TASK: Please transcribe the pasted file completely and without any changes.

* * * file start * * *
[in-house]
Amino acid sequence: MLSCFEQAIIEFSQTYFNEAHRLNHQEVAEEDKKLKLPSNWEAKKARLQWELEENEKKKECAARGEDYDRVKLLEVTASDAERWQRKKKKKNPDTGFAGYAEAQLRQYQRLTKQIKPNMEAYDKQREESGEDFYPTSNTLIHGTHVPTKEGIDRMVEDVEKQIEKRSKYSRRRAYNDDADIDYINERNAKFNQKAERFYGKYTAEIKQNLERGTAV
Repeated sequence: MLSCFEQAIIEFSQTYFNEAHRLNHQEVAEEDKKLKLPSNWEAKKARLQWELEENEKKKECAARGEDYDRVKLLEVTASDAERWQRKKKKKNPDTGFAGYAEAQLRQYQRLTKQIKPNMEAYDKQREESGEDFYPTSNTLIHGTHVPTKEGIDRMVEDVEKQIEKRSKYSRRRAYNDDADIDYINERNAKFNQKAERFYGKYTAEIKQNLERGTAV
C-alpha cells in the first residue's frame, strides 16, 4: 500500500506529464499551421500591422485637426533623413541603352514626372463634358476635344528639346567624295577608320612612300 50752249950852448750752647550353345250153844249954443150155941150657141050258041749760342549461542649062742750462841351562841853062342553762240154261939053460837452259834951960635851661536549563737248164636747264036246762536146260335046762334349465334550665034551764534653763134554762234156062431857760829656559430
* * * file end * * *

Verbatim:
[in-house]
Amino acid sequence: MLSCFEQAIIEFSQTYFNEAHRLNHQEVAEEDKKLKLPSNWEAKKARLQWELEENEKKKECAARGEDYDRVKLLEVTASDAERWQRKKKKKNPDTGFAGYAEAQLRQYQRLTKQIKPNMEAYDKQREESGEDFYPTSNTLIHGTHVPTKEGIDRMVEDVEKQIEKRSKYSRRRAYNDDADIDYINERNAKFNQKAERFYGKYTAEIKQNLERGTAV
Repeated sequence: MLSCFEQAIIEFSQTYFNEAHRLNHQEVAEEDKKLKLPSNWEAKKARLQWELEENEKKKECAARGEDYDRVKLLEVTASDAERWQRKKKKKNPDTGFAGYAEAQLRQYQRLTKQIKPNMEAYDKQREESGEDFYPTSNTLIHGTHVPTKEGIDRMVEDVEKQIEKRSKYSRRRAYNDDADIDYINERNAKFNQKAERFYGKYTAEIKQNLERGTAV
C-alpha cells in the first residue's frame, strides 16, 4: 500500500506529464499551421500591422485637426533623413541603352514626372463634358476635344528639346567624295577608320612612300 50752249950852448750752647550353345250153844249954443150155941150657141050258041749760342549461542649062742750462841351562841853062342553762240154261939053460837452259834951960635851661536549563737248164636747264036246762536146260335046762334349465334550665034551764534653763134554762234156062431857760829656559430